Oversight can be a useful tool used for tackling police malpractice or, at the least, its absence is associated strongly with high levels of abuse. Ziyanda Stuurman discussed policing in South Africa, Nigeria, Kenya and Brazil as examples of this. New legislation in these contexts had sought to make police more responsive to communities and the legislative branch of government, replacing colonial legislative instruments. However, during COVID-19 lockdowns there has been outcries and public protests directed at police practices across these regions. Police brutality has been employed to enforce harsh lockdown restrictions, resulting in widespread violence and civilian deaths. The lack of effective, renewed and responsive oversight mechanisms has made it difficult to hold police accountable for abuses of power.
Similarly, Cathy Lisa Schneider, Professor at the School of International Service at American University, examined the role of accountability in the USA. She discussed the complex history of police reforms and noted that they often lead back to questions about who controls the police. Who is giving the orders and what are the demands? The heightened attention on excessive police violence in the last few years has led to increased calls for accountability in the USA, including the setting of federal standards to protect civilians against policing killings.
The involvement of stakeholders – ‘internal’ and ‘external’ buy-in
The increased involvement of actors does not, however, necessarily contribute to improvements in accountability or successful reform more broadly.
Jyoti Belur, Associate Professor at University College London, discussed the role of ‘buy-in’ on attempted reform in India. The Prakash Singh vs Union of India 2006 Supreme Court ruling instructed Central and state governments to comply with a set of seven directives covering organisational reform – to protect policing from political interference – and oversight – to tackle police corruption and malpractice. By 2020, however only 2 states were compliant, and only partially, with the directives.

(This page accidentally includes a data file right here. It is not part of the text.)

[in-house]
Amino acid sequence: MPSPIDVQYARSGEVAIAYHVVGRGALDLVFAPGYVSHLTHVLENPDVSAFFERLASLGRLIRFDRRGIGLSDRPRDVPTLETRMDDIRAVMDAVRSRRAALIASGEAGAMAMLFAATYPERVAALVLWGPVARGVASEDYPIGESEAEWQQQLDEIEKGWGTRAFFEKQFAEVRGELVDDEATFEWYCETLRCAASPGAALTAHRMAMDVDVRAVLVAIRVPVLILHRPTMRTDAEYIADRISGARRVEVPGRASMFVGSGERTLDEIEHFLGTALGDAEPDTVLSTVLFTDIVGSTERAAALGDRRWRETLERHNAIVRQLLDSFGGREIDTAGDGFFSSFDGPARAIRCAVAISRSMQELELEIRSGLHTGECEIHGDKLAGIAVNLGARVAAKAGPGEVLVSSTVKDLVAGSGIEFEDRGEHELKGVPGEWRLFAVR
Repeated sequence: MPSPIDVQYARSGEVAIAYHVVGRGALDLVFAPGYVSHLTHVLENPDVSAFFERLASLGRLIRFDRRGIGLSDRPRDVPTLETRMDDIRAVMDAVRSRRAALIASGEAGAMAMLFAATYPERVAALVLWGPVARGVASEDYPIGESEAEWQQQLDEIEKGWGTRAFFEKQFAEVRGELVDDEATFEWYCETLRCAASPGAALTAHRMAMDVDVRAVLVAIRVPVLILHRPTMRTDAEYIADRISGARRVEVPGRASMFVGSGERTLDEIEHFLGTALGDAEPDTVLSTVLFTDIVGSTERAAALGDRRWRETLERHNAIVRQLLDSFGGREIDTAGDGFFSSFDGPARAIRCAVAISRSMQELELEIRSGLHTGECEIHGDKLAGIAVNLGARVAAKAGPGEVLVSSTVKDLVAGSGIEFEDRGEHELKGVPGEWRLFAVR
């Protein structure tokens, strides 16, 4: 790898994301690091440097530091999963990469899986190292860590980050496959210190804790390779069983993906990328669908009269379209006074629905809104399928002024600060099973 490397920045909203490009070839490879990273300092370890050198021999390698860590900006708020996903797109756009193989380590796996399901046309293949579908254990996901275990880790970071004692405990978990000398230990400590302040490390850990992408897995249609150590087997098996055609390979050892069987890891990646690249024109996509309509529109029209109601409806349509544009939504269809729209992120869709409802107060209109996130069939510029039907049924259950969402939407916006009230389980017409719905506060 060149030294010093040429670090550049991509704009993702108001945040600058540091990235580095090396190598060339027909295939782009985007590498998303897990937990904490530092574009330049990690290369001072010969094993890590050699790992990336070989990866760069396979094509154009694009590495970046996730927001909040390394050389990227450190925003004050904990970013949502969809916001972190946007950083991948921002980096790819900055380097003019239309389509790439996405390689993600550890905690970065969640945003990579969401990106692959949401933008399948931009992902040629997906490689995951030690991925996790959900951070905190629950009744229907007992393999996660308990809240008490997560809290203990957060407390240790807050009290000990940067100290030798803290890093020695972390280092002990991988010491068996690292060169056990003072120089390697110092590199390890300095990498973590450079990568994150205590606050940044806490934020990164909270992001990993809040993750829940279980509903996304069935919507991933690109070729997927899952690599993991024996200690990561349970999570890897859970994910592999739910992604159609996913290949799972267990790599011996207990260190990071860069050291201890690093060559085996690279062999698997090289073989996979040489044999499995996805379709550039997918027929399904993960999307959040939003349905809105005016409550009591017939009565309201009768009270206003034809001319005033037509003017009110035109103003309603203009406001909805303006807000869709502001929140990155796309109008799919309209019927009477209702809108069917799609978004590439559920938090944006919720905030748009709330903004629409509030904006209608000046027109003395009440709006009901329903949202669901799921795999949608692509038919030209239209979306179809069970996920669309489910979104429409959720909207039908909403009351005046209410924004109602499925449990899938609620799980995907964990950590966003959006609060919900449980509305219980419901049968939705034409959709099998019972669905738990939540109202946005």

Without both ‘internal’ and ‘external’ buy-in there has been minimal meaningful reform. There was a lack of public consultation or public drive for reform and strong resistance by politicians and within the police. Police officers instead felt targeted by attempted reforms and resisted new practices. Civil society actors were also unsure how reforms would benefit the sector and there was uncertainty about whether reform would be applied equally, fairly and universally.
Without both ‘internal’ and ‘external’ buy-in there has been minimal meaningful reform.
Exactly what drives successful reform depends on a variety of contextual factors, especially the legacy of past regimes and the impact of political influences, both of which shape the structure of policing and opportunities for intervention. Popular protests and social movements can also generate demand for change and, along with politicians, can play an important role in holding police to account. But, whilst accountability emerges as key to curtailing police abuse, there are no simplistic relationships between it and regime type, and there are some surprises. More democracy does not necessarily equal more accountability. Context matters.